There’s a bit of division among Nexus players on the better bounce spell to play. I’ve arrived at Blink of an Eye for one key reason: it can save permanents from removal spells.
Brazen Borrower’s Petty Theft isn’t great at rescuing cards from Elspeth Conquers Death, Maelstrom Pulse, or anything else in that vein. The biggest check in Borrower’s favor is that it’s a reasonable way to pressure Teferi, Time Raveler, but even there, it’s fairly unexciting.
Thassa’s Intervention is the biggest pickup that Historic has gifted to an old Standard deck. Imagine a split card that was all of the following:
Playing it would be a no-brainer, right?
Thassa’s Intervention fits in beautifully with any deck that plays Wilderness Reclamation, and it serving as an interactive tool in a pinch is what puts it over the top of cards like Chemister’s Insight and Drawn from Dreams.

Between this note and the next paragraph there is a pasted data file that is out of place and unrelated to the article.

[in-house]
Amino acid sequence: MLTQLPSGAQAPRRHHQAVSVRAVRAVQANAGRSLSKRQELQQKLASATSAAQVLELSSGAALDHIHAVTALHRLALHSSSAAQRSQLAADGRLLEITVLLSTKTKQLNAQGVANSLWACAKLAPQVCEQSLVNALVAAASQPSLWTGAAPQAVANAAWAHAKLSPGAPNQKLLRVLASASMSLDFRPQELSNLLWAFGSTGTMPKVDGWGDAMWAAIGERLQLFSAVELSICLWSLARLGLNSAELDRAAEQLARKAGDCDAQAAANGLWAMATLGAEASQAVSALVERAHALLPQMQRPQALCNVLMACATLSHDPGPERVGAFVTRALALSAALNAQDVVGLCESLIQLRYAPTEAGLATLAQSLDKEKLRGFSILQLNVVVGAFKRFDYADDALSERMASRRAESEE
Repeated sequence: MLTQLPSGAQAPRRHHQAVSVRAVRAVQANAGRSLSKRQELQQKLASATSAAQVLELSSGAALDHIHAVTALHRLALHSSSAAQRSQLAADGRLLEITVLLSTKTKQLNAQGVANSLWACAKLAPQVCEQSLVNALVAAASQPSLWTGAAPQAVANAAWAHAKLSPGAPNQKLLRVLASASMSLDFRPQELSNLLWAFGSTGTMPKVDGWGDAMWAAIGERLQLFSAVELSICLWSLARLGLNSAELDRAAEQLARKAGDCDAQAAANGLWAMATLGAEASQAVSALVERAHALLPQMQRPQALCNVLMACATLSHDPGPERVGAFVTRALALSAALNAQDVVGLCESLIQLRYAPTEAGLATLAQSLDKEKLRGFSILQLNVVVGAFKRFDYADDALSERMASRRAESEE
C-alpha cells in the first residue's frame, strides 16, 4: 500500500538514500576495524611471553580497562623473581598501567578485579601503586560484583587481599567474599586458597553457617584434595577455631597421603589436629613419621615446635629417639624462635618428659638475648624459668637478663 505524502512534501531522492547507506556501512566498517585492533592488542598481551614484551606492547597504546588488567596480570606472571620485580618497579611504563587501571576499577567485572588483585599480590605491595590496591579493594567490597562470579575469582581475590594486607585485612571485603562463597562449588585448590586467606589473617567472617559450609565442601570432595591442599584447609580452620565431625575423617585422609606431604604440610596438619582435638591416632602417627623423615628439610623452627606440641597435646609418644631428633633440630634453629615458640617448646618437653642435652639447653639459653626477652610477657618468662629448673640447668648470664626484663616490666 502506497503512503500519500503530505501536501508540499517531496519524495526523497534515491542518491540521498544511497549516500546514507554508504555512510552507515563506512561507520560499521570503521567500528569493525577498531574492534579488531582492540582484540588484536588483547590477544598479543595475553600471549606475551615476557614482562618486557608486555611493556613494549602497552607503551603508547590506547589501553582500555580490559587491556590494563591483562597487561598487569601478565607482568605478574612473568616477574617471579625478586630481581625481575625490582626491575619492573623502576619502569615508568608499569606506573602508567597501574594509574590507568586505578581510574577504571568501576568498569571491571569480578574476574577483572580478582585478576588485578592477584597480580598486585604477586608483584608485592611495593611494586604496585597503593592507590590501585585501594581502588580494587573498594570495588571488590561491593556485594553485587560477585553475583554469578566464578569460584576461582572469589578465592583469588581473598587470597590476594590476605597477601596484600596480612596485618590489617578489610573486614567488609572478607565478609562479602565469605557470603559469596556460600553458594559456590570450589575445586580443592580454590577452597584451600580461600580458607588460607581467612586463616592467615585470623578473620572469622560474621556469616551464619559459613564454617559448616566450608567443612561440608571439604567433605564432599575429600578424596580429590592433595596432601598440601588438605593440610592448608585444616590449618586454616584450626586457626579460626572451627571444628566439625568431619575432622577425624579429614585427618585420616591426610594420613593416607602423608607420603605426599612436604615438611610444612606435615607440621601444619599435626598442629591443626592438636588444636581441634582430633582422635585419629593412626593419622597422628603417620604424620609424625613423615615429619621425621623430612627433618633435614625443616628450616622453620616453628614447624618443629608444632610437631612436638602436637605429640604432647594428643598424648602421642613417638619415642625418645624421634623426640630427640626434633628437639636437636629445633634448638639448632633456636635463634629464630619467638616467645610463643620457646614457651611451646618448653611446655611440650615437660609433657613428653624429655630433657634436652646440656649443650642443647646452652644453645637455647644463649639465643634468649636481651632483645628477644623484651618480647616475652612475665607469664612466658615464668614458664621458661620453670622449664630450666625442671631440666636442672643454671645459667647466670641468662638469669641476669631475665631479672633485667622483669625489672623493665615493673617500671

With Ikoria Standard Temur Reclamation jamming Thassa’s Intervention with Reclamation, it doesn’t feel like much else really needs to be said here.
One play pattern worth mentioning is that using Thassa’s Intervention as Inspiration does come up frequently, as velocity is the name of the game with this deck. The cards are redundant enough that, outside of the phase of the game where it’s Nexus or bust, simply increasing the raw resources available to you is a fine use of an Intervention.
The number of Root Snare to include in the deck is somewhat flexible. Never go lower than two, but you should be really positive to have fewer than three. It’s going to be dead, or not impactful enough, in a fair chunk of matchups, but it being actual, factual Time Walk against creature decks makes it worth it.